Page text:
Before ‘The Book of Dust’ came out I had said to myself that I wanted to re-read ‘His Dark Materials’. The plan was to read them then buy ‘The Book of Dust’…but I sort of failed. ‘The Book of Dust’ came out and I hadn’t even started ‘The Northern Lights’ (Or the Golden Compass if you’re an American person). I tried not the buy ‘The Book of Dust’ but I didn’t manage that either! So since ‘The Book of Dust’ came out I have been, with the occasional break, making my way through ‘His Dark Materials’. I wanted to not write a review as such, because of it being a re-read, but to sort of get some thoughts down.
I discovered ‘The Northern Lights’ around about the same time as I was discovering Harry Potter, I want to say 1998- I had got ‘Philosopher’s Stone’ the Christmas before. I guess 1998 was a good bookish year for me! Because these were two amazing books, and two fantasy books, that I discovered around about the same time I always compared them in my head and they became sort of linked to one another.
‘His Dark Materials’ could have easily done what Harry Potter did. At the time I prefered ‘Northern Lights’ to ‘Philosopher’s Stone’ and I think the series as a whole are certainly at least comparable in the sense of enjoyment. Harry Potter became more important because it was more than a book after a while, it was a part of my life, but even now I would say as a series in itself ‘His Dark Materials’ is better.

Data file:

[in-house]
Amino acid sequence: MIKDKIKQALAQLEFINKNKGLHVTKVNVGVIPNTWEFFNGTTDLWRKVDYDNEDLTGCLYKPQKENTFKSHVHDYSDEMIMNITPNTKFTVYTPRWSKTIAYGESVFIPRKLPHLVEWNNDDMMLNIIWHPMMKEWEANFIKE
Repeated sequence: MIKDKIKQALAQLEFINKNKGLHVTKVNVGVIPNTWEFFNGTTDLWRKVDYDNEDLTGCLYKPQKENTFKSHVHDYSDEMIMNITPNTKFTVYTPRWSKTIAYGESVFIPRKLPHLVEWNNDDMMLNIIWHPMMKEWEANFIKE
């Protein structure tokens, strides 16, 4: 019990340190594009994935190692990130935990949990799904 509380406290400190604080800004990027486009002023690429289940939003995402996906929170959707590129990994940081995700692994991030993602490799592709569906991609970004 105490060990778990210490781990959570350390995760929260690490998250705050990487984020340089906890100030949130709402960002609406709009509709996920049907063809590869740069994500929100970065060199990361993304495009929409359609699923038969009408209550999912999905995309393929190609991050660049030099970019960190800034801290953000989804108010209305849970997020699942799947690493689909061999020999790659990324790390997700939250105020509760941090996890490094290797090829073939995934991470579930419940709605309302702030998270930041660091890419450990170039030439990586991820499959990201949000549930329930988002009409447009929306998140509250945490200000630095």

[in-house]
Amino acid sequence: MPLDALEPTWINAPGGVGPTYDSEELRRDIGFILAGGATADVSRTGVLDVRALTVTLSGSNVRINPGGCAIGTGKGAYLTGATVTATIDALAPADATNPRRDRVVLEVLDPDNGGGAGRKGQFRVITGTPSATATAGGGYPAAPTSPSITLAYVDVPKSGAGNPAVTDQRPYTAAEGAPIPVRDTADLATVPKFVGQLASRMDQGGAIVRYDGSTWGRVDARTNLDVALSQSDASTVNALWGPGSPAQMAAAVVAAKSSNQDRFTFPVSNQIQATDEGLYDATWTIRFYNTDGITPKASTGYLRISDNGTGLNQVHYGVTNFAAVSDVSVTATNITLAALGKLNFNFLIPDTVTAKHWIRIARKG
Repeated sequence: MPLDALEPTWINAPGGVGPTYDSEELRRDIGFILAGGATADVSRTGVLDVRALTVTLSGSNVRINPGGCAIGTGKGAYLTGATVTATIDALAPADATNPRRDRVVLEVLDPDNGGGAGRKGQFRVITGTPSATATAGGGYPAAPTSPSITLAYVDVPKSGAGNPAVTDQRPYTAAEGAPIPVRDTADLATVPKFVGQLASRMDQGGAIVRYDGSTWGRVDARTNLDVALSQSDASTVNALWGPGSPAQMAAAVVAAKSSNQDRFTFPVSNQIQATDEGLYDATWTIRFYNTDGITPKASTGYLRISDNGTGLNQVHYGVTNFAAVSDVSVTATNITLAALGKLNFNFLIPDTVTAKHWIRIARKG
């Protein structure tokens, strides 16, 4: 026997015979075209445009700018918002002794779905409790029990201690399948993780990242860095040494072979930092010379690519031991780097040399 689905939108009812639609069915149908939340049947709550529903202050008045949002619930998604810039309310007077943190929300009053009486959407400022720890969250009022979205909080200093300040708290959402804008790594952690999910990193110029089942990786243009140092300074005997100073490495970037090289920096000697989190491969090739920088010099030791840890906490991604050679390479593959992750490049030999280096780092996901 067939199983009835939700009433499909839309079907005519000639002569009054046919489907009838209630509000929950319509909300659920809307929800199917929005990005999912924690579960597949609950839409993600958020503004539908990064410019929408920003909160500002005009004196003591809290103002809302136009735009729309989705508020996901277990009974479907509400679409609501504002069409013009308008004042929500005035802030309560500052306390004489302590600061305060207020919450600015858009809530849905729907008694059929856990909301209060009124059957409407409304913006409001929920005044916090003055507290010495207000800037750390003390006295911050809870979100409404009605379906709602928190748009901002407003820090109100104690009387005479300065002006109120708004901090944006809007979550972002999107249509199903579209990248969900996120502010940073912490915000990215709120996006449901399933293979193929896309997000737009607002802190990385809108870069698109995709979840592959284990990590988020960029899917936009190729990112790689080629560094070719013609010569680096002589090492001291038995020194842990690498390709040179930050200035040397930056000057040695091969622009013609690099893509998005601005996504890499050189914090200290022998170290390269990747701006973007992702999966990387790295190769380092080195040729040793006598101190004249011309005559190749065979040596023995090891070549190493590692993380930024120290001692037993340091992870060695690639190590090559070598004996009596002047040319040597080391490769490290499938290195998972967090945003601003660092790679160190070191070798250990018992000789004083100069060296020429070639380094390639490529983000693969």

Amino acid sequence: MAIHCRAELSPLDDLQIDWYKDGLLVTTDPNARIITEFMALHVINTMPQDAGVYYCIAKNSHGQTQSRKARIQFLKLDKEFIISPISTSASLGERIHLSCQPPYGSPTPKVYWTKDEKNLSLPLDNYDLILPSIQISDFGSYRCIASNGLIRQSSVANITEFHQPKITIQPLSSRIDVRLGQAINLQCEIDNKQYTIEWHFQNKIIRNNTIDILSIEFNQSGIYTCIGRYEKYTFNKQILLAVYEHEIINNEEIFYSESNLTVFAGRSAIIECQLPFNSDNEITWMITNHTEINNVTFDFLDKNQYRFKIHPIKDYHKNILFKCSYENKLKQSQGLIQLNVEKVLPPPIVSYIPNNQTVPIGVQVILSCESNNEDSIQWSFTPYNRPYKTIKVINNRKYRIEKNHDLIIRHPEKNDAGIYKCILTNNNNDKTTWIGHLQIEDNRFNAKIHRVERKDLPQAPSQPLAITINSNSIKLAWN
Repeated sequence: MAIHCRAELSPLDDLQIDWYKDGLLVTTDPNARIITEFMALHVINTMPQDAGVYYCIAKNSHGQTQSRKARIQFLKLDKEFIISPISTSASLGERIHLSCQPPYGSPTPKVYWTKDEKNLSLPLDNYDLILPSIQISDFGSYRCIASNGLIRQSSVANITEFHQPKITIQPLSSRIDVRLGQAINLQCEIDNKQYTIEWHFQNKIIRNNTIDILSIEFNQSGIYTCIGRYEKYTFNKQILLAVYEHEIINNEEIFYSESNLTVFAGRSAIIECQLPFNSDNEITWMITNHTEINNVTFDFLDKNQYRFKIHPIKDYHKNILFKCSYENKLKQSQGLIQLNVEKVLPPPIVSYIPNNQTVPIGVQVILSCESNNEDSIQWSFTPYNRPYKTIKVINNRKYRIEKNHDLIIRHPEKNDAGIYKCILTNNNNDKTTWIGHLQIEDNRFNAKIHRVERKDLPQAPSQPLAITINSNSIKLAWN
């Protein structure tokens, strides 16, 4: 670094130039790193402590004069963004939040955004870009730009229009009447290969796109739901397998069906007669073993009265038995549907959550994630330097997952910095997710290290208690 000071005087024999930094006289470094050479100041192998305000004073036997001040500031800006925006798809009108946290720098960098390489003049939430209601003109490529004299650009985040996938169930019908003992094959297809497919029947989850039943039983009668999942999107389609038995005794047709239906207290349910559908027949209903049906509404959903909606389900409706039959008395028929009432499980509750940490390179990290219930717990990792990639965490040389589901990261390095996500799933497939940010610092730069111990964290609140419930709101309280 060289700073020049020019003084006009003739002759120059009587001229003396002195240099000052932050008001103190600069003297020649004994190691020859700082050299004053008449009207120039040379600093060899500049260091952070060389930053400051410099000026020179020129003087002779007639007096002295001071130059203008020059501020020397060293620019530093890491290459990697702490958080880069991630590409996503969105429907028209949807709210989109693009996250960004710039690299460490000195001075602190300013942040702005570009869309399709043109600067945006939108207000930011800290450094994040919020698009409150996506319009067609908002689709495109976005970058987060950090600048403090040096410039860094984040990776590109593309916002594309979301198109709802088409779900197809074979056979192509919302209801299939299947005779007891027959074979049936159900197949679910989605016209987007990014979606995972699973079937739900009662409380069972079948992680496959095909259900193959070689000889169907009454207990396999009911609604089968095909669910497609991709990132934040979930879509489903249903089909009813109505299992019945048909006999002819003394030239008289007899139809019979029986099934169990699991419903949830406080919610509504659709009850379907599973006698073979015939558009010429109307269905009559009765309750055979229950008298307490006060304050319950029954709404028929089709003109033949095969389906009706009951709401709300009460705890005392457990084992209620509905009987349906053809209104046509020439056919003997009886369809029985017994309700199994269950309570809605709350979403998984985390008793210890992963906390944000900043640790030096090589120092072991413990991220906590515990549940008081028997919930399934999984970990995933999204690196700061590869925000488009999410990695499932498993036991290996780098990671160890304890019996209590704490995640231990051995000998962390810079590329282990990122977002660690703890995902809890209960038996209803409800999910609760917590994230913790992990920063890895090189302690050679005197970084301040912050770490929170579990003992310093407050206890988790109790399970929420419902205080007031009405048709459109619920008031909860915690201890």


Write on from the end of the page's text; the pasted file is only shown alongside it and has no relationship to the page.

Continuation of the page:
The Northern Lights
This one has always been my favourite, which makes it quite unique as a start of a series, because the first book is often about establishing background and story foundations. In fact one thing I would say about the series as a whole is that each book could be read independently, even though they do link together.
I really love Lyra in this book. She’s just a normal kid, pretty much. She’s not some angel, or a nightmare, and her motivations are somehow realistic. It’s not about saving the world or some sense of bigger purpose, she just cares about her friend, and she wants to visit the north. For a kid yes she ends up doing some amazing things, but actually she’s still very much a child. I suppose you can say she’s an unlikely heroine because she was never trying to be one. And she’s relatable because she’s so ‘normal’.
Despite this being the book of the series that I’ve read the most I was surprised of how much I’d forgotten. At times I thought I was being smart when reading- but was maybe actually just remembering at the back of my mind somewhere. It doesn’t help that the other half kept telling me thing that were going to happen because his own memories of the book were different!
One of these things which has been said about ‘His Dark Materials’ is that it’s anti-Christian. When I was younger I would have defended this as being wrong because Lyra’s world is a different world. Now I read ‘The Northern Lights’ and see the parallels. Lyra’s church does have a certain Catholic like element, the beauty and extravagance, the idea of a powerful church leader. From within that’s not my experience of Catholicism, but it does have those elements. Does that make the books anti-christian? I’m not so sure. I think, at least in this book, it’s more against the misuse of religion. The idea that by doing bad things you are somehow doing something for God. Now the crusades would be criticised, but in their time people saw it as helping spread the ‘true’ religion. Or if you want a more modern version, ISIS is apparently muslim- but most muslims don’t support ISIS. In later books I might change my view of how ‘His Dark Materials’ might be anti-christian, but we will get to that later